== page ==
“I was in a relocation camp in Arkansas,” she says. “People were starting to leave the camp to go to college. Word got around that Oberlin College had a student body president who was a Nisei [person born in America of Japanese-immigrant parents]. I just figured that was a friendly place. And that was the sole basis for my decision to go there.”
Oberlin became that friendly place very early on, answering the call when West Coast college and university presidents contacted peers at Eastern and Midwestern institutions asking them to accept Japanese American students who were being forced to leave their campuses.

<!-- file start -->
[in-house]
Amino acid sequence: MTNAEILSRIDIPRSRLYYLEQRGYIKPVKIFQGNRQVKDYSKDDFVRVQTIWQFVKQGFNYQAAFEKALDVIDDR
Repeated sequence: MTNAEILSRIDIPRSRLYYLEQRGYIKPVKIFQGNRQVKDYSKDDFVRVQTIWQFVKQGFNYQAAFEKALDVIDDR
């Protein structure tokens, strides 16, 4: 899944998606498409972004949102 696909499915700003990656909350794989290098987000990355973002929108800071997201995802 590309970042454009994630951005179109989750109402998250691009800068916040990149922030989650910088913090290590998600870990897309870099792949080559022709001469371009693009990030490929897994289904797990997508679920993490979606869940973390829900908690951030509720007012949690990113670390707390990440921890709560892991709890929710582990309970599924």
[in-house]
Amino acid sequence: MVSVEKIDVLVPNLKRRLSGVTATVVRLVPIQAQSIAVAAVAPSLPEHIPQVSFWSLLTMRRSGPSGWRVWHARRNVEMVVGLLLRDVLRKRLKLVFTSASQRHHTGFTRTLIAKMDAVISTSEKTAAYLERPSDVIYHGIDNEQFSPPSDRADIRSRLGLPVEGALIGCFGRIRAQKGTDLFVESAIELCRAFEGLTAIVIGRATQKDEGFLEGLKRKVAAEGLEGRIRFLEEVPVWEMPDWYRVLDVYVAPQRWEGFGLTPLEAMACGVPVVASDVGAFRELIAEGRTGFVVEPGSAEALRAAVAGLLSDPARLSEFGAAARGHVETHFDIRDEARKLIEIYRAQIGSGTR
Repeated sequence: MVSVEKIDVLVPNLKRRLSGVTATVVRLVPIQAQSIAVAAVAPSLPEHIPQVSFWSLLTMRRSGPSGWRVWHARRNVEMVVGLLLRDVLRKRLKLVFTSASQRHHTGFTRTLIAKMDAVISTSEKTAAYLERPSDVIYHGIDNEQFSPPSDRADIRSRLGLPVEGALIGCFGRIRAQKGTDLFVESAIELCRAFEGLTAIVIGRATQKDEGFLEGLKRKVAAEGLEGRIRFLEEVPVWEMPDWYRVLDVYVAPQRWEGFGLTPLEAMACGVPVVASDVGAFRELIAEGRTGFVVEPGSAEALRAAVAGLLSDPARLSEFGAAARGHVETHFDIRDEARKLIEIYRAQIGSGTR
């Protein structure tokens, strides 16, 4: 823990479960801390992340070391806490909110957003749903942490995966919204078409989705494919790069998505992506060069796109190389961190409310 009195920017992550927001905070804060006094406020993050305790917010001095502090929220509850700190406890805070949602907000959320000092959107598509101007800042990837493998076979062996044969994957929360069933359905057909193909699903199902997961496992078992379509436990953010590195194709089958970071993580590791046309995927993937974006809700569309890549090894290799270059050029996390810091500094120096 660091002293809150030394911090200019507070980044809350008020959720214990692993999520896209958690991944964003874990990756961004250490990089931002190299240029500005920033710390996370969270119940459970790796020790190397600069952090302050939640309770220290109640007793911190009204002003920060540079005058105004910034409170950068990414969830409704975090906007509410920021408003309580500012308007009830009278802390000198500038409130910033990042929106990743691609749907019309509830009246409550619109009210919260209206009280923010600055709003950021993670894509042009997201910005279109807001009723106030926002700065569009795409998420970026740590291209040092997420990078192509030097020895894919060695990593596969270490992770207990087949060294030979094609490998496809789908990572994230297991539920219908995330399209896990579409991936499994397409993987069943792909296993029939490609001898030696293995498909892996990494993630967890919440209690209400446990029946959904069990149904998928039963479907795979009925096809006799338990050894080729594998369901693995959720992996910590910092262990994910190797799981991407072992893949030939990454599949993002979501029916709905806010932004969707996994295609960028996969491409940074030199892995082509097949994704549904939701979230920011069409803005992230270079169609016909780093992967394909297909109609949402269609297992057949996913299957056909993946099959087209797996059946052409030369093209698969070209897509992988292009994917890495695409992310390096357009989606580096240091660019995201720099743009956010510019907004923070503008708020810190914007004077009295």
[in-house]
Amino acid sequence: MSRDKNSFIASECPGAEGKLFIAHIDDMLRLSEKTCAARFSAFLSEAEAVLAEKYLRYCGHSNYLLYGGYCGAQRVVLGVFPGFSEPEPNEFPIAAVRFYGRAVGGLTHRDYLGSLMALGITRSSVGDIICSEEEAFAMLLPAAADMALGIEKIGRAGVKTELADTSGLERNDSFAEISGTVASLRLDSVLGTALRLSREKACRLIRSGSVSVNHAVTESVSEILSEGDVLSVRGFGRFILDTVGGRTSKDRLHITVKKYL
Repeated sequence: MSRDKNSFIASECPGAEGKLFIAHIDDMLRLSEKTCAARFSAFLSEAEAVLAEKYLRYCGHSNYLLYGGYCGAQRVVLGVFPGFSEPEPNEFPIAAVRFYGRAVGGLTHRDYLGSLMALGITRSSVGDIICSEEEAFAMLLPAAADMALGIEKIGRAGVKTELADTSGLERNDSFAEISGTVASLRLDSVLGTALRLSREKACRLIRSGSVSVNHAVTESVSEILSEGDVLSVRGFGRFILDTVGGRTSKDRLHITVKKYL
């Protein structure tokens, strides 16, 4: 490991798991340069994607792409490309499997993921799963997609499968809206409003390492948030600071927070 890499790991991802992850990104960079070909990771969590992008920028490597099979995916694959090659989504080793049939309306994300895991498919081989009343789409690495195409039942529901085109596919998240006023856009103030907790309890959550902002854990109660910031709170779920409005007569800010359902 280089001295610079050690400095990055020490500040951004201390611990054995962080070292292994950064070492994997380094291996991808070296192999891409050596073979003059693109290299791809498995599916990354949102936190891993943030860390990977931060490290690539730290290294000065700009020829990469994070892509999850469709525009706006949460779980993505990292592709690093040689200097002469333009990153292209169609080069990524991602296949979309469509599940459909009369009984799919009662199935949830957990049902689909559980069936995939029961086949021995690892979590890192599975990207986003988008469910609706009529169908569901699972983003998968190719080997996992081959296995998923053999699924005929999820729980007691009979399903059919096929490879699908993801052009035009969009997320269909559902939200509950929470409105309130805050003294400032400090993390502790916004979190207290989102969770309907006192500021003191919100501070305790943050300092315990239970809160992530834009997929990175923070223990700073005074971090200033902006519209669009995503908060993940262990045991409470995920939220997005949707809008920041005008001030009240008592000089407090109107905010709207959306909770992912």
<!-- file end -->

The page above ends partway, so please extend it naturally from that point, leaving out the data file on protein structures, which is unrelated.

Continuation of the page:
An October 1, 1942, editorial in the Oberlin News-Tribune explained the college’s perspective on the decision to admit transferred Nisei students:
“True to its best traditions, the Oberlin community bids these Japanese Americans a completely friendly welcome. They were born in the United States—in California, Oregon, Washington, New Jersey, and Hawaii. They all have excellent records of scholarship, character, and citizenship. They have been excellently recommended by friends of Oberlin, and Oberlin College vouches for them.”